Success Strategies - May - 2020

Team Meetings: A Necessary Evil?

In our current business climate, clear and timely communication could be a matter of life and death. Meetings, whether in a group setting or by web conferencing, maybe the most efficient way to communicate information to your team in the shortest amount of time.

However, meetings are among the most despised events in the business world. Meetings are valuable if you do them well, and horrible if you do them poorly.

Most people’s default attitude toward meetings is that they’re a colossal waste of time. They compare meetings to their negative memories of classrooms or church sermons, having to sit quietly while the speaker drones on. They recall thinking, “I’d rather be doing something else – anything that doesn’t require me to attend this meeting!”

How can we make meetings more appealing?

The desirability of participating in a meeting depends on a few criteria. When, where, format, and meeting length should be determined by the why – the purpose or goal of the meeting itself. For instance, if you just want to share a quick point, then get their attention, deliver the idea, confirm that they got it, and go back to work – one and done. For more complex concepts that might involve discussion or feedback, more time is usually required.

Here are some things to consider before you call your next meeting. While there are many valid reasons to hold a meeting, start by determining the purpose of the meeting.

  • Delivering news or important updates.
  • Introducing new policies or safety rules.
  • Praising the team for excellent performance.
  • Correcting errors or changing how things are done.
  • Training – learning new or better methods or techniques.
  • Collaborating to solve a problem that affects the shop.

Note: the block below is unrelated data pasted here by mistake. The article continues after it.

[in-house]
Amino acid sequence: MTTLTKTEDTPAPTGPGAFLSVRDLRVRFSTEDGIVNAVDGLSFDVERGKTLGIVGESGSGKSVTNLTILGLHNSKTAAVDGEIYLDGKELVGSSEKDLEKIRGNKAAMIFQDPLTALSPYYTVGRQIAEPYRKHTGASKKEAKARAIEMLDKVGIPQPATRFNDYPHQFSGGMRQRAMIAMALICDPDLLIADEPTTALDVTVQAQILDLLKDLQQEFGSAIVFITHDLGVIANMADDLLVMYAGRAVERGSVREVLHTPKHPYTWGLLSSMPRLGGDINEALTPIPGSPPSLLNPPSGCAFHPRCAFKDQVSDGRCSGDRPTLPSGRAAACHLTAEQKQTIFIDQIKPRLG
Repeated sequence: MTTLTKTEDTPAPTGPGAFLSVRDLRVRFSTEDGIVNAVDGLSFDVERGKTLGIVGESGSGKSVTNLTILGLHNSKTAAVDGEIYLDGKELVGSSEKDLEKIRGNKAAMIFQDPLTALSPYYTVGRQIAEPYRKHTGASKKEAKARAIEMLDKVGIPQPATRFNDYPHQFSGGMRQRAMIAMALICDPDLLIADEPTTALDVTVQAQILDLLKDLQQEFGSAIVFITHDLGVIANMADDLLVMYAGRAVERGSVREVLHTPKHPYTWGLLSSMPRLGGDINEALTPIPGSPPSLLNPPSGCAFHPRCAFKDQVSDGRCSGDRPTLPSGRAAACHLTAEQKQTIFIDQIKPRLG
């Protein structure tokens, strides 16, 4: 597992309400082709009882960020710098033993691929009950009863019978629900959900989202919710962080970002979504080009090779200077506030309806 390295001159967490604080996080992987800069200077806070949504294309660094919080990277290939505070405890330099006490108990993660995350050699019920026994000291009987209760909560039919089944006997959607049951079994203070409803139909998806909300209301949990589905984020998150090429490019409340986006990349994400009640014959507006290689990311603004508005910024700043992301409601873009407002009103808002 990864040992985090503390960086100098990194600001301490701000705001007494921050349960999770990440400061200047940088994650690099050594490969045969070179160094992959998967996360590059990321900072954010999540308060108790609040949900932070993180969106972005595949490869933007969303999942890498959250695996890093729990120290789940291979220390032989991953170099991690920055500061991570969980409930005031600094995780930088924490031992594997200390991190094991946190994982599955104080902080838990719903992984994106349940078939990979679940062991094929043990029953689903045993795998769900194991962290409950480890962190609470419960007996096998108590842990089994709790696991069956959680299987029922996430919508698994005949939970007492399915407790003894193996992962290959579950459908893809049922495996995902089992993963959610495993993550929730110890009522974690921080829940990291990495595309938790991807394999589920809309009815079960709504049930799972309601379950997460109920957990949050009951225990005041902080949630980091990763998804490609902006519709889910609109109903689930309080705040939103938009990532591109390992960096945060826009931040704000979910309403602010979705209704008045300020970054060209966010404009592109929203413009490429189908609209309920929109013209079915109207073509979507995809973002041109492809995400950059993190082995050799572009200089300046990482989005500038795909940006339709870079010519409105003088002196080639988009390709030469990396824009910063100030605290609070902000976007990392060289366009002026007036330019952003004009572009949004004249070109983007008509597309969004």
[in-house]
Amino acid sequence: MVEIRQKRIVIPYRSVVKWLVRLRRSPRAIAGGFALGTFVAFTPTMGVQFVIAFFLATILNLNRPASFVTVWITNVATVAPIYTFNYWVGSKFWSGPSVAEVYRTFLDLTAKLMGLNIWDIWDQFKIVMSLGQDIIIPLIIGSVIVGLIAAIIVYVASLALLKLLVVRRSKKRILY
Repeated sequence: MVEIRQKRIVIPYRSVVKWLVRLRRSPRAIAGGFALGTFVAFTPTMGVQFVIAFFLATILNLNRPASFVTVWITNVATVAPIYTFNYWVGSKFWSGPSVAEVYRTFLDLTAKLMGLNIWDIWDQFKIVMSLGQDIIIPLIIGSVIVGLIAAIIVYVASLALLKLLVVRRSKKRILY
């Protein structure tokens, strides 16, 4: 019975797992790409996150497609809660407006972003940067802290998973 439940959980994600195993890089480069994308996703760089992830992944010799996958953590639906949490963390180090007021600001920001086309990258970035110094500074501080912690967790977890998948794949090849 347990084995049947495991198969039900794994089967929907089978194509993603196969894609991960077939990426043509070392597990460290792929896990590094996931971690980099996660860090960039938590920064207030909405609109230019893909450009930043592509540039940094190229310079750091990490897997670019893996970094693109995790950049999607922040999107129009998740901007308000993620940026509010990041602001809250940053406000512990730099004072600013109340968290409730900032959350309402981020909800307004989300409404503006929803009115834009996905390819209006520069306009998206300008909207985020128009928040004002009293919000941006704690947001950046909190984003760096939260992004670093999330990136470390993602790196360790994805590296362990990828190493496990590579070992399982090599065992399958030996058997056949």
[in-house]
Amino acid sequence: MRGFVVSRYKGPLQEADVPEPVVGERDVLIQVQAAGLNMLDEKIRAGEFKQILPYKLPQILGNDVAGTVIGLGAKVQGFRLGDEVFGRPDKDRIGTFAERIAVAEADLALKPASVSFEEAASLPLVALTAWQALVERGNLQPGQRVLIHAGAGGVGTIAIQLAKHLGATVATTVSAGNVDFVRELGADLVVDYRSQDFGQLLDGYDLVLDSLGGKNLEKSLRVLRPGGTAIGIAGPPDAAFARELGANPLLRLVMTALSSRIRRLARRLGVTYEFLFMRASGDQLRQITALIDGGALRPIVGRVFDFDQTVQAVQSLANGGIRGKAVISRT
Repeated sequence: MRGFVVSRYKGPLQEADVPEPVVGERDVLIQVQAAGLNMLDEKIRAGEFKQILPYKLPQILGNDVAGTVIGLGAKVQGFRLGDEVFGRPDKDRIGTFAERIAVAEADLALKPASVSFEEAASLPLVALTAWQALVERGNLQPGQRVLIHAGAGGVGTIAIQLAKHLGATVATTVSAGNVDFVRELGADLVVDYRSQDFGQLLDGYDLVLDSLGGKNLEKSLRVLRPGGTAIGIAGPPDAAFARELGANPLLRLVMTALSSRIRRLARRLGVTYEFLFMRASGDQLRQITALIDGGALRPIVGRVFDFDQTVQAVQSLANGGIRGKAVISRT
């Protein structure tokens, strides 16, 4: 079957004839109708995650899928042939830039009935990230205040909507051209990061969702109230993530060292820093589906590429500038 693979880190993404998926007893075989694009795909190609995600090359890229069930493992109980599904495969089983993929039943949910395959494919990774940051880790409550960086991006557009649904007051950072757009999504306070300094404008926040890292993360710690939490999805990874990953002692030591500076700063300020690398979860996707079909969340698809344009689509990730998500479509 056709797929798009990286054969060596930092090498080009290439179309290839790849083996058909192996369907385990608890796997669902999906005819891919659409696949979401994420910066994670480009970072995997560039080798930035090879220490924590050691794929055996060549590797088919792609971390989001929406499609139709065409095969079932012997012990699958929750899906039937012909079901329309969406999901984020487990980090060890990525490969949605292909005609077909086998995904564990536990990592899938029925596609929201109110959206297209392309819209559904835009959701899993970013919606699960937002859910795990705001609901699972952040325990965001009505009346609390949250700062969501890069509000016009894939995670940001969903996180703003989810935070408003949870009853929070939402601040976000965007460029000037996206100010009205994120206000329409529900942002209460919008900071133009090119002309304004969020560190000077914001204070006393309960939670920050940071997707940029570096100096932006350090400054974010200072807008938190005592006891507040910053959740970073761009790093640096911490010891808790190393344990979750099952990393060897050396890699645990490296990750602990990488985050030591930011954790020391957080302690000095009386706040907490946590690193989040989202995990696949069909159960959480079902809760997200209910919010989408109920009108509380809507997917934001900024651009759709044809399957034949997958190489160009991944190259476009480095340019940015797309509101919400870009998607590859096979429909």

• Introducing new team members.
  • Motivating – introducing new programs or incentives.
  • Celebrating a big win – this might be party time! Of course, there are times that you should not hold a meeting.
  • When a simple conversation will do the job.
  • When there isn’t time due to urgent priorities.
  • When you can give it in writing, and be sure that it will be read and understood.
  • When you can simply post the information on a wall chart or bulletin board for ease of reference.
  • When you need to reprimand someone – This should always be done privately.
  • When you are in a bad mood or not prepared.

People will quickly learn whether your meetings are worth attending, and they’ll avoid bad meetings with all kinds of great excuses: “I had to finish this job.” “I already knew what you were going to say.” “You don’t pay me to sit in meetings. You pay me to fix transmissions.” “Sorry, I just forgot.” “Blah, blah, blah…”

Here’s a quick guide for conducting great meetings.

  1. Always start and end on time – always.
  2. Don’t take a second longer than necessary for the meeting.
  3. Make it easy to participate in and attend your meetings.
  4. Do not spend the whole time talking!
  5. Encourage discussion to gain greater buy-in.
  6. Provide handouts to help them remember the message.
  7. Use real stories or examples to bring your message to life.
  8. Praise, affirm and thank them for their participation.

Follow this meeting format.

  • Why Are We Meeting? Explain the purpose of the meeting and explain why it’s important to everyone.
  • What’s New? What has happened or been learned about this topic since we last discussed it? Don’t repeat what they already know, except when a reminder is needed.
  • What’s Next? What’s the next step of the process? Help them anticipate how things will unfold so they can be ready.
  • What’s Needed? What do you need from them and them from you to help do the job well?
  • What’s In It For Me? WIIFM is a common acronym used to emphasize that if they see a benefit to them, they’ll have greater buy-in.

These tips will make your meetings more valuable, the participation in them more enjoyable, and your whole team more productive. I wish you many great meetings.